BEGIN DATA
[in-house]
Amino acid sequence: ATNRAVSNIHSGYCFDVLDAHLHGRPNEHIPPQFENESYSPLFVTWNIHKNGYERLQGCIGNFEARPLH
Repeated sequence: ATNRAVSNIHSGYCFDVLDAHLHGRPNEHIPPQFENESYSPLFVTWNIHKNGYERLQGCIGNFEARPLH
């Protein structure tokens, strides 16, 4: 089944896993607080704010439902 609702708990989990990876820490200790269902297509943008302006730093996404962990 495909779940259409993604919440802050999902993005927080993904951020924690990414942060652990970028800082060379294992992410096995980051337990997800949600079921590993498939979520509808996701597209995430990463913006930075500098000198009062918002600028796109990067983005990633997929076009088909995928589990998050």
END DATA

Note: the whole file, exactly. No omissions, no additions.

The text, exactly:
[in-house]
Amino acid sequence: ATNRAVSNIHSGYCFDVLDAHLHGRPNEHIPPQFENESYSPLFVTWNIHKNGYERLQGCIGNFEARPLH
Repeated sequence: ATNRAVSNIHSGYCFDVLDAHLHGRPNEHIPPQFENESYSPLFVTWNIHKNGYERLQGCIGNFEARPLH
């Protein structure tokens, strides 16, 4: 089944896993607080704010439902 609702708990989990990876820490200790269902297509943008302006730093996404962990 495909779940259409993604919440802050999902993005927080993904951020924690990414942060652990970028800082060379294992992410096995980051337990997800949600079921590993498939979520509808996701597209995430990463913006930075500098000198009062918002600028796109990067983005990633997929076009088909995928589990998050």